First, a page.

Missouri State Highway Patrol photo

Lifesaving Award: Troop G radio operator earns state honor

A radio operator from Willow Springs’ Troop G of the Missouri State Highway Patrol was among those honored at a statewide awards ceremony April 29.
Lori Wood received the patrol’s Lifesaving Award at The Masters ceremony and banquet in Columbia. Colonel Eric T. Olson, superintendent of the Missouri State Highway Patrol, presented a total 35 awards at the annual event.
Wood was honored for her work on an overnight shift Saturday, Dec. 18, 2021. She said the call came into the troop around 4:20 a.m. after a woman had driven into high water in Texas County, near Summersville. 
“All her stuff had gone in the water,” said Wood. The woman had made it out of the vehicle and to shore but had no idea where she was.
“Her phone was static-y. She was crying – she was panicking,” said Wood. “We’d had nine inches of rain. All the rivers were up and it was raining on her.” Temperatures were in the 20s, said Wood, so the danger of hypothermia was imminent. 
Wood said ordinarily, radio operators determine the location of a caller fairly quickly, but original information was that the vehicle was on Highway 17 and North Pine Street in Summersville. Wood looked at a map and determined there is not a North Pine Street in Summersville.
“Something just didn’t seem right,” said Wood. “I just had to find her. Every fourth or fifth word was all I was catching.”
Wood asked the woman if she could receive a text message and began using her personal cell phone to communicate with the caller. Finally, Wood determined the woman was at a campground. 
“It took 45 minutes to figure out where she was,” said Wood. She then contacted Troop G’s Sgt. Neal Foster, who went to the woman’s location.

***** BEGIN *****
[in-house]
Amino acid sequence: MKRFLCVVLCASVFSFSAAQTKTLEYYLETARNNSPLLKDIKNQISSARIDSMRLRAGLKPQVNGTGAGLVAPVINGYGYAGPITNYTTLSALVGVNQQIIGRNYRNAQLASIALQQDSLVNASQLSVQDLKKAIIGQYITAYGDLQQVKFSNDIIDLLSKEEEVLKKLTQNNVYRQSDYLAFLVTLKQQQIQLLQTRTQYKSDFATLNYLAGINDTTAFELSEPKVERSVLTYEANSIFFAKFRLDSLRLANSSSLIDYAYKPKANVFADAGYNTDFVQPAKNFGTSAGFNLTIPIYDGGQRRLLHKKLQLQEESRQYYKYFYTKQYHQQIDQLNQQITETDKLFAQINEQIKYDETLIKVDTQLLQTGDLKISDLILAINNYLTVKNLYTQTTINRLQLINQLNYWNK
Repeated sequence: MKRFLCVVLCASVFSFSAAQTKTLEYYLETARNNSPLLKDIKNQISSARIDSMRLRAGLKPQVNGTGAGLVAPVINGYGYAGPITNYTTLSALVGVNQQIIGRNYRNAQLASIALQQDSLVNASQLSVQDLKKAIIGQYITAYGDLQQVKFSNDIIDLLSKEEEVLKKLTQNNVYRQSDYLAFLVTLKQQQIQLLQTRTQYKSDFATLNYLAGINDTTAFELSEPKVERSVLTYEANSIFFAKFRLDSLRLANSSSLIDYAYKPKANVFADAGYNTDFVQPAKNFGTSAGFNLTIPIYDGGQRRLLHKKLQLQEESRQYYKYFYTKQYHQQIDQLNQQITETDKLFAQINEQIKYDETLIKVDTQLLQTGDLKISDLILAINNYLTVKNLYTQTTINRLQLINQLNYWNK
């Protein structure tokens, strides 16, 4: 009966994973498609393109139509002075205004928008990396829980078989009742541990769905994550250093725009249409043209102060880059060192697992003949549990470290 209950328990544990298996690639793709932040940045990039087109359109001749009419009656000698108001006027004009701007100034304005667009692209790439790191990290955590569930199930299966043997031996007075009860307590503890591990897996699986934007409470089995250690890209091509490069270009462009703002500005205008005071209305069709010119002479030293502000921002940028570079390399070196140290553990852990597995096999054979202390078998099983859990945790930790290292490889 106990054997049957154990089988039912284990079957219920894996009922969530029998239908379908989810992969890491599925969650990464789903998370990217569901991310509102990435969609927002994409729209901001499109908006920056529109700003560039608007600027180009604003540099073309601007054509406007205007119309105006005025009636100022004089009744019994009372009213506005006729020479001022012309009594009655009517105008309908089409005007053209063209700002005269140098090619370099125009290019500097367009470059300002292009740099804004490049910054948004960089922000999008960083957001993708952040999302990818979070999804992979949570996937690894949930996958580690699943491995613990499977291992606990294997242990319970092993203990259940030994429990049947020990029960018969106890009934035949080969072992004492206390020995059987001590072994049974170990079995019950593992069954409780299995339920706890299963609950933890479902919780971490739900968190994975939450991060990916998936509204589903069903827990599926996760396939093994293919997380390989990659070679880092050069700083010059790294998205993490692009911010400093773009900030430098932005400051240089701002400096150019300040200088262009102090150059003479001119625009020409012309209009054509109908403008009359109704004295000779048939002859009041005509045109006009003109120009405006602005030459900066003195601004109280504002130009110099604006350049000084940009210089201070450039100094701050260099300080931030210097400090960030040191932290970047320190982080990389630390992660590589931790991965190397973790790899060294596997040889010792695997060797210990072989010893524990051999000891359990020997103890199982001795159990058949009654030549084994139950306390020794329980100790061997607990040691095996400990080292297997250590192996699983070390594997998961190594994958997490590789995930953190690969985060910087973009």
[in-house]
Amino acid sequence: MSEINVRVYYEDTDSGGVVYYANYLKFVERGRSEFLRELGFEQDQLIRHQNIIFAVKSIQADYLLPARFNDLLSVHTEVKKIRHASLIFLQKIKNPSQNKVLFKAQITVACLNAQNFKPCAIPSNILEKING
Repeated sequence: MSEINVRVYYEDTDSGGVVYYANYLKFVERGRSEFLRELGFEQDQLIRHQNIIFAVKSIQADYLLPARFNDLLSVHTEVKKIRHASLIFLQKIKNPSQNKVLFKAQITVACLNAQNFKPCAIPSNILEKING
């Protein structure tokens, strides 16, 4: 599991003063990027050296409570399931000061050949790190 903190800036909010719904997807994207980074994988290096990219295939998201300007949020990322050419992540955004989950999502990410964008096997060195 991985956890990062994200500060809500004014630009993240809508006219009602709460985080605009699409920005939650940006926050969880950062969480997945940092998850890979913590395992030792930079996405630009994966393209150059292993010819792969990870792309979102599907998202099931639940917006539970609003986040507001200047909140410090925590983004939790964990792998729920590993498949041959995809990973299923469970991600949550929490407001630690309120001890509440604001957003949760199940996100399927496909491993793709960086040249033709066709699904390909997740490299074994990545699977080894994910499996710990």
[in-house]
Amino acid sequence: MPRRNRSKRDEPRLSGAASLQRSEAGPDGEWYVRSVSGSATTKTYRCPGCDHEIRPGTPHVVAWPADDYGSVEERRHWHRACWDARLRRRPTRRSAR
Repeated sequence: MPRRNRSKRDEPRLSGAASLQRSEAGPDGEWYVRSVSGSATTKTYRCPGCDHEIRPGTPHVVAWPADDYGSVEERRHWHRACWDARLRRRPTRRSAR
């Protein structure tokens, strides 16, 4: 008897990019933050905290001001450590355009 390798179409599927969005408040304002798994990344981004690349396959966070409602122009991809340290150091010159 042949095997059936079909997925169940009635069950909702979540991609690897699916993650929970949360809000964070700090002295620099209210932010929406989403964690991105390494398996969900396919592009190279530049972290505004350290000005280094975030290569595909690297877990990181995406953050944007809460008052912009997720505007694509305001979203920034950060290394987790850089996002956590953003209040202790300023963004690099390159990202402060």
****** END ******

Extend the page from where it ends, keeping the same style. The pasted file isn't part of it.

“When he got there, she was sitting under a cedar tree, shaking uncontrollably,” said Wood. “She was very close to hypothermia.”
Foster took the woman to Mountain View, where she acquired dry clothing, and went to a family residence.
Wood said radio operators conduct training for different call scenarios, but she said she also relied on an instinct that something “just wasn’t right.” 
“I had her on the phone, I was texting her, and I was talking to Sgt. Foster on the radio,” said Wood. “It was definitely multi-tasking…but I couldn’t just hang up on her because I was her only lifeline.”
Wood said the call finally was resolved at 5:38 a.m., nearly an hour and 20 minutes after it started.
“I had her on the phone the whole time,” she said. “No, I didn’t physically pull her out of the water. I happened to be working that night and just kept her on the phone.”
Troop G’s public information officer Sgt. Eddie Young complimented Wood and others at the troop for exemplifying the patrol’s core values of integrity, responsibility, respect, professionalism, compassion, resourcefulness, character, and commitment.
“It’s great she’s being honored for going above and beyond,” said Young. “She had the compassion to realize this was a serious event and utilized her own tools…We’re honored to have her as one of our employees.”
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